In an attempt to blunt the surging presidential candidacy of Texas Gov. Rick Perry, Mitt Romney recently embraced two hot-button immigration issues in an appeal to Tea Party followers: He called for an end to so-called sanctuary cities harboring undocumented aliens, and he insisted that the next president "must do a better job of securing its borders, and as president, I will."
Yet, Romney's hard-line rhetoric overshadows a family secret: Few have benefited more from porous borders and "sanctuary" cities on either side of the border than the Romney family.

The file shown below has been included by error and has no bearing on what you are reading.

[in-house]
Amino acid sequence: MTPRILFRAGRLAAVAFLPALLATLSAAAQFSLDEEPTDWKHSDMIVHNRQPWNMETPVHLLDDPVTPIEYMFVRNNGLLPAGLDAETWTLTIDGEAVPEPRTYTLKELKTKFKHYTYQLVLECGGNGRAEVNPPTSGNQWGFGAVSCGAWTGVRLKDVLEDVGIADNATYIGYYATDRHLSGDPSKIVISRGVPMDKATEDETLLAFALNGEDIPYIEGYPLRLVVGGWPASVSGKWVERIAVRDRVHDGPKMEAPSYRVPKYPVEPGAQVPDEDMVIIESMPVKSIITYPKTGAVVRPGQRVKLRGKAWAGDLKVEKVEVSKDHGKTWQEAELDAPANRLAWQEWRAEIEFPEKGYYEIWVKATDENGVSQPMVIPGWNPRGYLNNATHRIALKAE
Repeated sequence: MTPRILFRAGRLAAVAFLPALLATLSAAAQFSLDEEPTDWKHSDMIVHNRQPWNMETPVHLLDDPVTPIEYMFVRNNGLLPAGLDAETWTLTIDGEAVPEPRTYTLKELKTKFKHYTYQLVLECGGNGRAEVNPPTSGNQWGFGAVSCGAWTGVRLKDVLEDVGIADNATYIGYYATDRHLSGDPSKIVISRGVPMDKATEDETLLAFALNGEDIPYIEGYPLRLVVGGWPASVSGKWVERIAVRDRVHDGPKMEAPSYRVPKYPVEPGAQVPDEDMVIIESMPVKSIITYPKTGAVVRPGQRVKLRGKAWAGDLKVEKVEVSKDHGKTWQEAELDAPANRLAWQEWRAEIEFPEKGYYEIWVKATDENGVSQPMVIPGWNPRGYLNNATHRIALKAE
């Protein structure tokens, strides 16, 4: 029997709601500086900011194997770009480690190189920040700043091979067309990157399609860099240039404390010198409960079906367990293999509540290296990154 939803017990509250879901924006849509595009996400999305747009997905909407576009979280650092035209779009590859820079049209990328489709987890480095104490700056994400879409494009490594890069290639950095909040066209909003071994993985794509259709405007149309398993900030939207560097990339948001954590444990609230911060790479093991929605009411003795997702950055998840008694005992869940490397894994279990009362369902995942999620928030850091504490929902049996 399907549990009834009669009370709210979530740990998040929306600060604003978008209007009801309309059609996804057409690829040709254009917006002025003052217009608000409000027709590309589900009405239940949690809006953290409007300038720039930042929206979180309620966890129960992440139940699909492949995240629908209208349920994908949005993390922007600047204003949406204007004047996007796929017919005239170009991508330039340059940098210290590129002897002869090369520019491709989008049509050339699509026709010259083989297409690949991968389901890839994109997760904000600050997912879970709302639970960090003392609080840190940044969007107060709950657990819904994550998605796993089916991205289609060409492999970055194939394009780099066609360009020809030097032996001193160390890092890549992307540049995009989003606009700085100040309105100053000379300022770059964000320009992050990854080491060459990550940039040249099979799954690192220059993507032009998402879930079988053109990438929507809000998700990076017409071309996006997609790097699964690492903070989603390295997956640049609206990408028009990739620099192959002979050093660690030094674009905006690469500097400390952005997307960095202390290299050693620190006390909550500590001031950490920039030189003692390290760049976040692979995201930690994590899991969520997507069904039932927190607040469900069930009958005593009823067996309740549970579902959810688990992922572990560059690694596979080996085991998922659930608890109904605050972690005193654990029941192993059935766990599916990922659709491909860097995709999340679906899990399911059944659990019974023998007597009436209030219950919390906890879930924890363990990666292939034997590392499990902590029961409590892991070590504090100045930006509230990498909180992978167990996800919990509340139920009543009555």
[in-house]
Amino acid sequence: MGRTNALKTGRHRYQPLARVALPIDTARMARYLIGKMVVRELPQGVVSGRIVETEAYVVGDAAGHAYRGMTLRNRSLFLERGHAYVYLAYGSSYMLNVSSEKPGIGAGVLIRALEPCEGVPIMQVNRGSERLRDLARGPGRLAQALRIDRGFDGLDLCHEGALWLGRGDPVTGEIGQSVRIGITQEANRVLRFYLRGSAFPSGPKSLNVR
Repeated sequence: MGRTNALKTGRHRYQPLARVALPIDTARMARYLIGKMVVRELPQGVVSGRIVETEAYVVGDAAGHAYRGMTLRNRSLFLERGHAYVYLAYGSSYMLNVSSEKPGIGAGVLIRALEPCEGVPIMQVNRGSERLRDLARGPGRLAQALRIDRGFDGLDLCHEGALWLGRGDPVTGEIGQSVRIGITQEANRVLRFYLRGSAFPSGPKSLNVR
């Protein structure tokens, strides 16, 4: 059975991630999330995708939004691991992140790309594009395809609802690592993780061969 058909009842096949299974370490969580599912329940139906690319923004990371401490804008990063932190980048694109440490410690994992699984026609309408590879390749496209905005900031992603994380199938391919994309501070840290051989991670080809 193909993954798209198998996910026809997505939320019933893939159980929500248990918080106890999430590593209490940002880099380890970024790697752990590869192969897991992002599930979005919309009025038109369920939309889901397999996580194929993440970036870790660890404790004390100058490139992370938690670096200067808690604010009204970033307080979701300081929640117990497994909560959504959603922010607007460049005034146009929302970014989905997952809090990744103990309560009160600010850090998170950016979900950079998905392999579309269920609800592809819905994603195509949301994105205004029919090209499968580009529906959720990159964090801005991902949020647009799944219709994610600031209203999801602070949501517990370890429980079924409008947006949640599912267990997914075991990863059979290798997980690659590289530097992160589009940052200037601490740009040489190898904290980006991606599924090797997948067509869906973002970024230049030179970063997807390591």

Last week, in fact, both Perry and Romney put in well-covered calls to Maricopa County Sheriff Joe Arpaio for advice on the immigration issue. In the 19th century, Arpaio would have been taking a close look at the Romney's familial flouting of Arizona law.
Romney's ancestral legacy of polygamy, of course, is hardly news. The Washington Post did a feature story last month on Romney's sizable family community in northern Mexico, and the role of his great-grandfather Miles Park Romney, "who came to the Chihuahua desert in 1885 seeking refuge from U.S. anti-polygamy laws."